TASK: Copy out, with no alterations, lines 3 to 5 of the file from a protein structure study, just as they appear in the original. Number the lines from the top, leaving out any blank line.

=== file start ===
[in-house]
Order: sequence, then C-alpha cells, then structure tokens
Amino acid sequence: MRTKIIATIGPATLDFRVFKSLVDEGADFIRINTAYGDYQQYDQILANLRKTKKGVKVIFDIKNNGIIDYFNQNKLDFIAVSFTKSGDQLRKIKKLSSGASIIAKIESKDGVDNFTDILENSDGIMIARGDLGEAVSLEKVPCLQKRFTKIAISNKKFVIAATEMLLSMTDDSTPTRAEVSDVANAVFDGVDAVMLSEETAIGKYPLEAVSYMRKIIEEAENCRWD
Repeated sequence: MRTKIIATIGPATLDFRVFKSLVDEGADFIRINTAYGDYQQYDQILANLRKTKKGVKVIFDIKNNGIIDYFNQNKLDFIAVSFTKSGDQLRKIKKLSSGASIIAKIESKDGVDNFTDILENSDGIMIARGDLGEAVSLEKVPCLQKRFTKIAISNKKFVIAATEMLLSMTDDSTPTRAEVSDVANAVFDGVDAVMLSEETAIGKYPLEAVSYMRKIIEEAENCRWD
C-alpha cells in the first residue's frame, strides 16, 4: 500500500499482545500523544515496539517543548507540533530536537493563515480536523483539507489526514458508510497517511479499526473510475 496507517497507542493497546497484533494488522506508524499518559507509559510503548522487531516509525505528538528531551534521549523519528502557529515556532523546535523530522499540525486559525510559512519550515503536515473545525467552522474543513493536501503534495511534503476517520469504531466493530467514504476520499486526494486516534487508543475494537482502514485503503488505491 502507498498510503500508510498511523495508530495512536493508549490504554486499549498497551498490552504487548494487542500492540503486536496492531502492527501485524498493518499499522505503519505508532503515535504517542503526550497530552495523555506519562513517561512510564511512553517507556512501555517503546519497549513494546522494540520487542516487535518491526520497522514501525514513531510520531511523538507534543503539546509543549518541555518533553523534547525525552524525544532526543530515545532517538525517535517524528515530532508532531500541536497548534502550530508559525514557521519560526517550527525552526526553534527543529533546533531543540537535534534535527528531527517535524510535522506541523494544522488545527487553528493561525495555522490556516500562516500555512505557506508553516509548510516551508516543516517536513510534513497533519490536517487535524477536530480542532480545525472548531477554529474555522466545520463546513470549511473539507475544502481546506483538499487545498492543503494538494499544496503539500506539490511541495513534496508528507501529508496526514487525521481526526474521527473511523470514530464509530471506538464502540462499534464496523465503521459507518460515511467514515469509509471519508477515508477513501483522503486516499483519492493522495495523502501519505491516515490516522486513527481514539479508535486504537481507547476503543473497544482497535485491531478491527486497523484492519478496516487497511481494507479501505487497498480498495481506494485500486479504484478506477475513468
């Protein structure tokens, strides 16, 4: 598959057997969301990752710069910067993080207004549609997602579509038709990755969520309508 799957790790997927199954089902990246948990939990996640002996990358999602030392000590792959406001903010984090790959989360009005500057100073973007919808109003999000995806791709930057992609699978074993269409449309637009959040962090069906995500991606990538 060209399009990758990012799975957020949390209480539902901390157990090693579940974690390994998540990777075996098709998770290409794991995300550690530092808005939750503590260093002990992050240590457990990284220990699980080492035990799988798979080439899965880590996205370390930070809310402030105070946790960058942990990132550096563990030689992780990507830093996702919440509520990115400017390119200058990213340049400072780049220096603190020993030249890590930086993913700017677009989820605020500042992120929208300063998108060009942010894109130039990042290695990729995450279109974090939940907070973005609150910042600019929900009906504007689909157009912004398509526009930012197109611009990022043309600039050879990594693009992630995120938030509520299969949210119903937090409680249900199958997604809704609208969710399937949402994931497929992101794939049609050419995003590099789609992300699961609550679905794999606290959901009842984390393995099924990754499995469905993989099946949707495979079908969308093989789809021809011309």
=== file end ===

Amino acid sequence: MRTKIIATIGPATLDFRVFKSLVDEGADFIRINTAYGDYQQYDQILANLRKTKKGVKVIFDIKNNGIIDYFNQNKLDFIAVSFTKSGDQLRKIKKLSSGASIIAKIESKDGVDNFTDILENSDGIMIARGDLGEAVSLEKVPCLQKRFTKIAISNKKFVIAATEMLLSMTDDSTPTRAEVSDVANAVFDGVDAVMLSEETAIGKYPLEAVSYMRKIIEEAENCRWD
Repeated sequence: MRTKIIATIGPATLDFRVFKSLVDEGADFIRINTAYGDYQQYDQILANLRKTKKGVKVIFDIKNNGIIDYFNQNKLDFIAVSFTKSGDQLRKIKKLSSGASIIAKIESKDGVDNFTDILENSDGIMIARGDLGEAVSLEKVPCLQKRFTKIAISNKKFVIAATEMLLSMTDDSTPTRAEVSDVANAVFDGVDAVMLSEETAIGKYPLEAVSYMRKIIEEAENCRWD
C-alpha cells in the first residue's frame, strides 16, 4: 500500500499482545500523544515496539517543548507540533530536537493563515480536523483539507489526514458508510497517511479499526473510475 496507517497507542493497546497484533494488522506508524499518559507509559510503548522487531516509525505528538528531551534521549523519528502557529515556532523546535523530522499540525486559525510559512519550515503536515473545525467552522474543513493536501503534495511534503476517520469504531466493530467514504476520499486526494486516534487508543475494537482502514485503503488505491 502507498498510503500508510498511523495508530495512536493508549490504554486499549498497551498490552504487548494487542500492540503486536496492531502492527501485524498493518499499522505503519505508532503515535504517542503526550497530552495523555506519562513517561512510564511512553517507556512501555517503546519497549513494546522494540520487542516487535518491526520497522514501525514513531510520531511523538507534543503539546509543549518541555518533553523534547525525552524525544532526543530515545532517538525517535517524528515530532508532531500541536497548534502550530508559525514557521519560526517550527525552526526553534527543529533546533531543540537535534534535527528531527517535524510535522506541523494544522488545527487553528493561525495555522490556516500562516500555512505557506508553516509548510516551508516543516517536513510534513497533519490536517487535524477536530480542532480545525472548531477554529474555522466545520463546513470549511473539507475544502481546506483538499487545498492543503494538494499544496503539500506539490511541495513534496508528507501529508496526514487525521481526526474521527473511523470514530464509530471506538464502540462499534464496523465503521459507518460515511467514515469509509471519508477515508477513501483522503486516499483519492493522495495523502501519505491516515490516522486513527481514539479508535486504537481507547476503543473497544482497535485491531478491527486497523484492519478496516487497511481494507479501505487497498480498495481506494485500486479504484478506477475513468